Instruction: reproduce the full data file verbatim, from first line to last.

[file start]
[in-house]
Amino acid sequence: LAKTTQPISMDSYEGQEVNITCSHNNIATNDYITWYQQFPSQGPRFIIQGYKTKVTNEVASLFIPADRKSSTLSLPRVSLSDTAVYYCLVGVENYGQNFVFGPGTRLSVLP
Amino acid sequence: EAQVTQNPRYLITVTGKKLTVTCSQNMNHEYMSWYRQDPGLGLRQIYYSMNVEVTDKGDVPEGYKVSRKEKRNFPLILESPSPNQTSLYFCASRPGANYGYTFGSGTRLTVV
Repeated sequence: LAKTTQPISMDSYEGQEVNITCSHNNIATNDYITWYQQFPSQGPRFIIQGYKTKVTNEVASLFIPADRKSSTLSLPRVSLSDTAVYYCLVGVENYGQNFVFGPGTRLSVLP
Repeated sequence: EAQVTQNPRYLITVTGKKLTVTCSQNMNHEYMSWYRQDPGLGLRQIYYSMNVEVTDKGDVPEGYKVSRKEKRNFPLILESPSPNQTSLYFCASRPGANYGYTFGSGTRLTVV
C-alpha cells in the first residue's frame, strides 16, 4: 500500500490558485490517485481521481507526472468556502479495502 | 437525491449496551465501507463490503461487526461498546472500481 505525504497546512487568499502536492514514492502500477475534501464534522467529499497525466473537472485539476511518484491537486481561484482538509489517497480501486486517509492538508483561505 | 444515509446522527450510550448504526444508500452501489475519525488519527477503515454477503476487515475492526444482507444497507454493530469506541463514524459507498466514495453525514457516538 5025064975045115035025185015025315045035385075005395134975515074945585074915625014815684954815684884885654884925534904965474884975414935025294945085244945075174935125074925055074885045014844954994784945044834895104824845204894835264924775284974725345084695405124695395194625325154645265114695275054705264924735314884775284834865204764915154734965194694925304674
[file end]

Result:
[in-house]
Amino acid sequence: LAKTTQPISMDSYEGQEVNITCSHNNIATNDYITWYQQFPSQGPRFIIQGYKTKVTNEVASLFIPADRKSSTLSLPRVSLSDTAVYYCLVGVENYGQNFVFGPGTRLSVLP
Amino acid sequence: EAQVTQNPRYLITVTGKKLTVTCSQNMNHEYMSWYRQDPGLGLRQIYYSMNVEVTDKGDVPEGYKVSRKEKRNFPLILESPSPNQTSLYFCASRPGANYGYTFGSGTRLTVV
Repeated sequence: LAKTTQPISMDSYEGQEVNITCSHNNIATNDYITWYQQFPSQGPRFIIQGYKTKVTNEVASLFIPADRKSSTLSLPRVSLSDTAVYYCLVGVENYGQNFVFGPGTRLSVLP
Repeated sequence: EAQVTQNPRYLITVTGKKLTVTCSQNMNHEYMSWYRQDPGLGLRQIYYSMNVEVTDKGDVPEGYKVSRKEKRNFPLILESPSPNQTSLYFCASRPGANYGYTFGSGTRLTVV
C-alpha cells in the first residue's frame, strides 16, 4: 500500500490558485490517485481521481507526472468556502479495502 | 437525491449496551465501507463490503461487526461498546472500481 505525504497546512487568499502536492514514492502500477475534501464534522467529499497525466473537472485539476511518484491537486481561484482538509489517497480501486486517509492538508483561505 | 444515509446522527450510550448504526444508500452501489475519525488519527477503515454477503476487515475492526444482507444497507454493530469506541463514524459507498466514495453525514457516538 5025064975045115035025185015025315045035385075005395134975515074945585074915625014815684954815684884885654884925534904965474884975414935025294945085244945075174935125074925055074885045014844954994784945044834895104824845204894835264924775284974725345084695405124695395194625325154645265114695275054705264924735314884775284834865204764915154734965194694925304674